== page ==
Today computers have become almost as commonplace as televisions and teens use them for a variety of tasks, including researching on the web, communication via email, instant messaging and blogging, and writing papers, all without an inkling of how to program. Computers have become a commodity and they don't see an additional value in knowing how and why they work any more than they need to know physics to drive their cars.Yesterday IBM's David Ferrucci gave a talk at Northwestern on the challenges of creating Watson to play Jeopardy. The large lecture room was packed mostly with undergrads. Ferrucci didn't disappoint showing the challenges of Watson with lots of examples keeping the talk not too technical. Ferrucci will give a similar talk as an FCRC plenary speaker or you can watch a short version here.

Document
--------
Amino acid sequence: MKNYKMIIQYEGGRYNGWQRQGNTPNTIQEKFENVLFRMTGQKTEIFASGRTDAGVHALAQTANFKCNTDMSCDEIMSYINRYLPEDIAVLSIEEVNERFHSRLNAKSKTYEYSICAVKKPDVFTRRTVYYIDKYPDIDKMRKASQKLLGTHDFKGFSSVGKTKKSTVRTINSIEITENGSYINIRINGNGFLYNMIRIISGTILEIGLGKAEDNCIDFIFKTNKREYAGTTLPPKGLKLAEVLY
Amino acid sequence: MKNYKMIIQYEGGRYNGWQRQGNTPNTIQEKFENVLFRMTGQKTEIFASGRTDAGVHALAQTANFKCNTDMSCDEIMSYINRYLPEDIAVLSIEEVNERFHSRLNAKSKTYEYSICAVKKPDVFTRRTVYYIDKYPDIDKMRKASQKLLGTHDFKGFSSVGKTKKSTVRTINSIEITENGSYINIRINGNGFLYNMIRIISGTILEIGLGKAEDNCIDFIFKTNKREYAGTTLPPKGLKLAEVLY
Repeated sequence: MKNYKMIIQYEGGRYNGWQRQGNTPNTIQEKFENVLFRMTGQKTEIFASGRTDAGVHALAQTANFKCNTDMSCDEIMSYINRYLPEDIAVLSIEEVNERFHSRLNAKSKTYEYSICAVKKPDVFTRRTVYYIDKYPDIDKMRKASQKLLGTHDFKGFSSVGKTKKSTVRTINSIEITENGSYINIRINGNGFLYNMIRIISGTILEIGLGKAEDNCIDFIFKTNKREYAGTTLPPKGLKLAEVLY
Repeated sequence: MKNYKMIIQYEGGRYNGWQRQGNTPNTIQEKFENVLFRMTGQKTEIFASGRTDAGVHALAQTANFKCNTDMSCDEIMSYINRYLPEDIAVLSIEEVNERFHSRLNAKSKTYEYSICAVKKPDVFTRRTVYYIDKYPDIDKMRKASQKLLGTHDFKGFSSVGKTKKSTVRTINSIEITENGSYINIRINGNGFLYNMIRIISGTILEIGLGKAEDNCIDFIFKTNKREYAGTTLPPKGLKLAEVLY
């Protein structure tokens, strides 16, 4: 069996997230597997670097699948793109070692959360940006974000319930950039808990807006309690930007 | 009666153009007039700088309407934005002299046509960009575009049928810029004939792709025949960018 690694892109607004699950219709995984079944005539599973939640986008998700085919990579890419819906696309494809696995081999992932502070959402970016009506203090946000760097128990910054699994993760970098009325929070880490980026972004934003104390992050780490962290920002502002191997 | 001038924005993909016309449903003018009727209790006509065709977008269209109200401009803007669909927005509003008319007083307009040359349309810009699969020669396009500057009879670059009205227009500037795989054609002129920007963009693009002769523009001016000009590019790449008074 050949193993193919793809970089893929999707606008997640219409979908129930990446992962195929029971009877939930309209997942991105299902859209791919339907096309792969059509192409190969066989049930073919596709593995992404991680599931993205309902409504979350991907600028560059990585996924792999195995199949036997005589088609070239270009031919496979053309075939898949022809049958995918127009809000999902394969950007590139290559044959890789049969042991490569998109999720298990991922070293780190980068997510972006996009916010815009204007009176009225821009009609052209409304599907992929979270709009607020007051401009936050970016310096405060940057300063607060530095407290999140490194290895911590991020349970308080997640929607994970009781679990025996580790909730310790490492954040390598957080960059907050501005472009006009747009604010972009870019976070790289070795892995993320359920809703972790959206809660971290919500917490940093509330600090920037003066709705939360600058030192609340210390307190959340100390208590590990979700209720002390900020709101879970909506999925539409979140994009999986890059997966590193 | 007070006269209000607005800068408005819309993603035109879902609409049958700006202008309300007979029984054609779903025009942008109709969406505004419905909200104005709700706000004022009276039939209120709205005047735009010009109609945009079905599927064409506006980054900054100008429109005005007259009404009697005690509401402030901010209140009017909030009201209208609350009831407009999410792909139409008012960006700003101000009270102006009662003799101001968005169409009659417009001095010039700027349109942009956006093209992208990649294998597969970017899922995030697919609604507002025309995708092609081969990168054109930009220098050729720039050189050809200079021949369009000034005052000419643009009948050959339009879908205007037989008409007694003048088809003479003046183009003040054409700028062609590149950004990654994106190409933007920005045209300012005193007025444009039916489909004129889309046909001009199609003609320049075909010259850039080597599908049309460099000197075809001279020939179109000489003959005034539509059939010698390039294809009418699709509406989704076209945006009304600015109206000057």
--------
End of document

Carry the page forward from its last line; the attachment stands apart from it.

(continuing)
My 12-year old daughter Molly came and enjoyed the talk and insisted on meeting Ferrucci afterwards just to tell him how cool Watson was.
The number of CS majors has grown dramatically in recent years at Northwestern and other universities. Bank of America runs ads on their ATMs that understands peoples checks ("How do they do that?") and Ford on how its Focus parks itself. And our local high school next year is teaching computer science again.